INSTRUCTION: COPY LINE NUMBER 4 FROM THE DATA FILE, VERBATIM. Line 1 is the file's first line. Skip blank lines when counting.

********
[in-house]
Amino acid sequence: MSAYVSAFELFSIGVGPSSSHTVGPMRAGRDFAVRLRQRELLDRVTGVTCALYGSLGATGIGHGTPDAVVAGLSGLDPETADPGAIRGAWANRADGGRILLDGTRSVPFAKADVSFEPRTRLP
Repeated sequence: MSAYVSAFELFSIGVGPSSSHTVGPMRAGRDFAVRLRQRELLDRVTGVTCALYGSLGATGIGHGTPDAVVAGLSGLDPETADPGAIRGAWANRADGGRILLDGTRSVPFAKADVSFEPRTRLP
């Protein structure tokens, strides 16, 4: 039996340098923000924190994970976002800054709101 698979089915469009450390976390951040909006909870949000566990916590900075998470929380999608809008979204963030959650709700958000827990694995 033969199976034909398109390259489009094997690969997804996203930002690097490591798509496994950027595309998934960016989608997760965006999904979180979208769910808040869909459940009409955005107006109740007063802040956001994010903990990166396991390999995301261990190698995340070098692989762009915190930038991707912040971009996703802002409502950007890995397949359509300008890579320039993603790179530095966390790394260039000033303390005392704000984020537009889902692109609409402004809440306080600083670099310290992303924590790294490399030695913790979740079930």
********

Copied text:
């Protein structure tokens, strides 16, 4: 039996340098923000924190994970976002800054709101 698979089915469009450390976390951040909006909870949000566990916590900075998470929380999608809008979204963030959650709700958000827990694995 033969199976034909398109390259489009094997690969997804996203930002690097490591798509496994950027595309998934960016989608997760965006999904979180979208769910808040869909459940009409955005107006109740007063802040956001994010903990990166396991390999995301261990190698995340070098692989762009915190930038991707912040971009996703802002409502950007890995397949359509300008890579320039993603790179530095966390790394260039000033303390005392704000984020537009889902692109609409402004809440306080600083670099310290992303924590790294490399030695913790979740079930």